It is preferred that the mixer blade 100 is generally disk shaped having a thickness of approximately two to seven millimeters and a diameter selected to closely match the inside diameter of a retail tube of caulking compound. It is preferred that the first end of the shaft 50 be threaded, as shown in FIG. 3, and that the mixer blade 100 be provided with a centered hole, having matched threads, for receiving the shaft 50. A nut 160 may be threaded onto the shaft 50 adjacent to the mixer blade 100, as shown in FIGS. 3 and 4, to prevent separation of the mixer blade 100 and shaft 50. It is also preferred that the mixer blade 100 be mounted perpendicular to the shaft 50. The mixer blade 100 is preferably formed with a plurality of perforations 120, notches 130, and non-continuous circumferential edges 140, as shown in FIGS. 1 and 2. It is intended that the perforations 120 and the notches 130 will direct compound over the mixer blade 100 and that the edges 140 will circulate compound adjacent to the side of the tube. The handle 110 is preferably formed integrally with the shaft by turning the shaft in a loop, to provide a convenient grip. It is preferred that the handle 110 be asymmetrically offset from the longitudinal axis of the shaft to facilitate simultaneous rotation and reciprocation of the shaft 50, as shown in FIG. 3.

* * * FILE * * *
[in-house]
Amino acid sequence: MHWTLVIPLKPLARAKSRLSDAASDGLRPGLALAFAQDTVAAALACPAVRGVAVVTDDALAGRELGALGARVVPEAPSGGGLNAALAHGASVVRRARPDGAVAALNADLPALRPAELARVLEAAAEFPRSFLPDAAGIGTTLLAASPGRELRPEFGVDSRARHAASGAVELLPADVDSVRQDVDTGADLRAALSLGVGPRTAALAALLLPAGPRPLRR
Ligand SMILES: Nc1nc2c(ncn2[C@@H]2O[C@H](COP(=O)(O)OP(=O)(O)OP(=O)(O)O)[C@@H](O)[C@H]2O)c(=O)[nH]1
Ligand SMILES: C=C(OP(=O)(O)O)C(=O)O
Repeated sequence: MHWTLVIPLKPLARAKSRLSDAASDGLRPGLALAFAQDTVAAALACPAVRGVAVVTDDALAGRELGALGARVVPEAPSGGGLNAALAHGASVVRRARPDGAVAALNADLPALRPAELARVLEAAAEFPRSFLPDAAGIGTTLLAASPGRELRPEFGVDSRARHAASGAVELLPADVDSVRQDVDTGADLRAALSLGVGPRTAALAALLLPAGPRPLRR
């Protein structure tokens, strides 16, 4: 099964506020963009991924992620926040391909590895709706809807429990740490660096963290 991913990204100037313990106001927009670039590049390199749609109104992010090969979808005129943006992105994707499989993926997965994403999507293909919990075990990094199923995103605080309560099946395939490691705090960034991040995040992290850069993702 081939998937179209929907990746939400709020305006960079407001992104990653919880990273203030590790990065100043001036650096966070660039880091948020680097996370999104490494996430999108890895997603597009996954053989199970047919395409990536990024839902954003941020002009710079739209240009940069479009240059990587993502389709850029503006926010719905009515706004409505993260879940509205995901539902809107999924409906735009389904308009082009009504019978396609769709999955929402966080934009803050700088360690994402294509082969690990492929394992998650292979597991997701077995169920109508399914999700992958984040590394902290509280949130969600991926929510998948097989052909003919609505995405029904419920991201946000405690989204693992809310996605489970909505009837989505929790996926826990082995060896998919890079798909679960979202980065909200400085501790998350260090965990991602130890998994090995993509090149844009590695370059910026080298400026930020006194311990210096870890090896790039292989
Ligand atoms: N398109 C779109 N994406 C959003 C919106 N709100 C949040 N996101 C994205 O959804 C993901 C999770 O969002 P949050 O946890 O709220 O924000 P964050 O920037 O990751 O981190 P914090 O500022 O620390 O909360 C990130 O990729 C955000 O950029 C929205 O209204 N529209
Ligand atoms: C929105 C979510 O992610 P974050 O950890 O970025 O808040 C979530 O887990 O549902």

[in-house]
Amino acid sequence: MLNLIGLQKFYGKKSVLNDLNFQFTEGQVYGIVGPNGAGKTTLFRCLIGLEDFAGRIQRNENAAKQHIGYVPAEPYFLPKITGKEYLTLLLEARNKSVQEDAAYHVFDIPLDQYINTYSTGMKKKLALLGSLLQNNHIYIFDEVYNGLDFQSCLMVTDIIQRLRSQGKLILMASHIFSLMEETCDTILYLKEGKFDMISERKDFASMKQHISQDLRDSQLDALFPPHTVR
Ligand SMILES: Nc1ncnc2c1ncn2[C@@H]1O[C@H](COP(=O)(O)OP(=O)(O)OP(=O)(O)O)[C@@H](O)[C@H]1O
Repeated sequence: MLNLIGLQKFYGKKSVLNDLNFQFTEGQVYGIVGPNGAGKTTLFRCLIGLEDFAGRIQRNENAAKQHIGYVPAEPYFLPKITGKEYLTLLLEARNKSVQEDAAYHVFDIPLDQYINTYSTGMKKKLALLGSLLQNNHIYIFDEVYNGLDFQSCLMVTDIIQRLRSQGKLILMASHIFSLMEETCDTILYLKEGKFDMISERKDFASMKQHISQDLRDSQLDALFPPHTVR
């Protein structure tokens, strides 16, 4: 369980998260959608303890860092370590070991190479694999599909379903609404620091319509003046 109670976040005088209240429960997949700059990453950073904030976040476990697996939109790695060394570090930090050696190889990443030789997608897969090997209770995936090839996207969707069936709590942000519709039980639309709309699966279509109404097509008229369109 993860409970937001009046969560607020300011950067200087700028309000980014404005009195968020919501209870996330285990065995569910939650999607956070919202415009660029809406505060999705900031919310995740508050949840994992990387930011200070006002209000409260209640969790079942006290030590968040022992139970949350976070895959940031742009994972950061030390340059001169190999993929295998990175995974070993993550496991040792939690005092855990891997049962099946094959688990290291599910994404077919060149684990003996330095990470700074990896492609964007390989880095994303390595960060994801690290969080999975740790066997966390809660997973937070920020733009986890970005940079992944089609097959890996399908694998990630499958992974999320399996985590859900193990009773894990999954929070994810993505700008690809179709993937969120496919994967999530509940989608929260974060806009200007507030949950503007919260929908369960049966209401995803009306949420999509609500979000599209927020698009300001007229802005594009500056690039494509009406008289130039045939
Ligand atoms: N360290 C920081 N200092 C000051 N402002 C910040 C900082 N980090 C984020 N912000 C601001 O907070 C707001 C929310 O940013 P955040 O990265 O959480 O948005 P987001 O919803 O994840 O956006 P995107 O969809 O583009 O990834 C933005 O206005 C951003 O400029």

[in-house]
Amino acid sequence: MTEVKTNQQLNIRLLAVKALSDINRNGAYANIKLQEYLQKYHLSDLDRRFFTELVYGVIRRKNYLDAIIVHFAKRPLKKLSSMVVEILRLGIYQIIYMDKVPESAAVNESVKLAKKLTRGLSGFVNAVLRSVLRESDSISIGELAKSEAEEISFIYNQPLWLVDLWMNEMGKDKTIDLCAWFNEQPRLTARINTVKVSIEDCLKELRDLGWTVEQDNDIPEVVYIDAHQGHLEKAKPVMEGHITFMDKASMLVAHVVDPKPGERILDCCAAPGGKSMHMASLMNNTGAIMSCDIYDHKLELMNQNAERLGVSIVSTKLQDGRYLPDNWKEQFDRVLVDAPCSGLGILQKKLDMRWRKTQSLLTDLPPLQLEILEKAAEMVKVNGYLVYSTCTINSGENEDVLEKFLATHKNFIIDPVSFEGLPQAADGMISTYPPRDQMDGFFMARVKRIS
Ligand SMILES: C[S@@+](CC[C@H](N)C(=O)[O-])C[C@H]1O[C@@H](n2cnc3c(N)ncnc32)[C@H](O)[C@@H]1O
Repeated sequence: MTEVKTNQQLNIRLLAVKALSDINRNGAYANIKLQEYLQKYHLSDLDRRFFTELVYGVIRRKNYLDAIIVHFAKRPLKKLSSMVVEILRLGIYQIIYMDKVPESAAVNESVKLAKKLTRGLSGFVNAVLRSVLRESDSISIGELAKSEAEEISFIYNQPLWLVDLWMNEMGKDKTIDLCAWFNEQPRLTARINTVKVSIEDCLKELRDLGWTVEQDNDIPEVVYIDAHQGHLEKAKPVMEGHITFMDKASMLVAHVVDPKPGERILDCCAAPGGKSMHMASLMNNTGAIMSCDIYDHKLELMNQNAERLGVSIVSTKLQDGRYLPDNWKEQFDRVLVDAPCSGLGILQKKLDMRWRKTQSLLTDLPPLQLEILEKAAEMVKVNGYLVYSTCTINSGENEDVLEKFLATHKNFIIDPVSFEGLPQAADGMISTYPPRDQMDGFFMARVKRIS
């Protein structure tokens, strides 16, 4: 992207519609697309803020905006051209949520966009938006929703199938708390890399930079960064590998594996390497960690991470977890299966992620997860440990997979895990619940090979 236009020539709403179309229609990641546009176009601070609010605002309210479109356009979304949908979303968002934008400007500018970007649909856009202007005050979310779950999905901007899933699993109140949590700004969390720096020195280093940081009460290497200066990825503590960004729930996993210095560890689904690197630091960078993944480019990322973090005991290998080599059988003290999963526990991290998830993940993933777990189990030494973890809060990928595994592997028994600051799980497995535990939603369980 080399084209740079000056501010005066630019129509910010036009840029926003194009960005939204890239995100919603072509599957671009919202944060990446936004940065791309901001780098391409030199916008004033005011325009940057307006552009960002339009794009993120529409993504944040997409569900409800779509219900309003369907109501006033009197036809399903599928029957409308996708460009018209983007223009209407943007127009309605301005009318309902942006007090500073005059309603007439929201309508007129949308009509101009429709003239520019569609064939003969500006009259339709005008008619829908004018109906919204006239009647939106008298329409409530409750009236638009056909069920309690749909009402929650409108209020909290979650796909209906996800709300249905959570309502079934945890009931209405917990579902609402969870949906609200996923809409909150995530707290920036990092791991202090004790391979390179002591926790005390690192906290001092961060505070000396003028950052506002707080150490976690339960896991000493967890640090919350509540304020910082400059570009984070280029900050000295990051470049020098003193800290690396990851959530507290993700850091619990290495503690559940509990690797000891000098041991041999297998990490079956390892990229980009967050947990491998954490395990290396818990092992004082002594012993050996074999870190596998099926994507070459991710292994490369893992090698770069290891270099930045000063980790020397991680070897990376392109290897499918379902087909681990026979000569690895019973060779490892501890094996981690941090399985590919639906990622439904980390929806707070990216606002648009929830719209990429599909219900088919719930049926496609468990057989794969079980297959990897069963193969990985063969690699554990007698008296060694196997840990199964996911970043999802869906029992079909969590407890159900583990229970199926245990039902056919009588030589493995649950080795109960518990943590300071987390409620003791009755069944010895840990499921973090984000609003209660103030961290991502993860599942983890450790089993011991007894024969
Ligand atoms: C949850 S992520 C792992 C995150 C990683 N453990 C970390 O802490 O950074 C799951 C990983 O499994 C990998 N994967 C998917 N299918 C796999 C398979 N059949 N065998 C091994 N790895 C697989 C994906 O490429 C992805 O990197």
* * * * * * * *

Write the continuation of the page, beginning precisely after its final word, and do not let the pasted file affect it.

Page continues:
An exploded view of the cylinder 10 and plunger assembly 20 is shown in FIG. 3. It is preferred that the plunger assembly 20 also include a generally disk shaped gasket 150 attached inside the cap 60, adjacent to the base 70, by attachment means, preferably by gluing or cementing, for retaining the gasket 150 inside the cap 60. The gasket 150 assists in preventing caulk from leaking through the wall 80 of the cap 60 as the shaft 50 is withdrawn. It is preferred that the gasket 150 be formed of rubber or other resilient material, have a diameter greater than the diameter of a retail tube of compound, and have a centered hole for receiving the shaft 50 therethrough. It is intended that the cap 60 may be slidably received onto the proximal end of the cylinder 10, so as to dispose the first end of the shaft 50 and the mixer blade 100 inside the cylinder 10 and to dispose the second end of the shaft 50 and the handle 110 outside the cylinder 10, as shown in FIG. 4. Fastening means are provided to connect the cap 60 to the proximal end of the cylinder 10, in releasable interlocking engagement. Fastening means are preferably a pair of opposed studs 170 affixed to the outside surface of the cylinder 10 proximate to the proximal end and a pair of opposed cutouts 180 on the wall 80 of the cap 60. Each of the pair of cutouts 180 has an entry point, for receiving a one of the studs 170, at the periphery of the wall 80 and a communicating pathway leading to a boxed end. The pair of cutouts 180 is angled and aligned such that manual turning of the cap 60 causes the studs 170 to advance along the pathways and tighten the engagement between the cap 60 and the cylinder 10.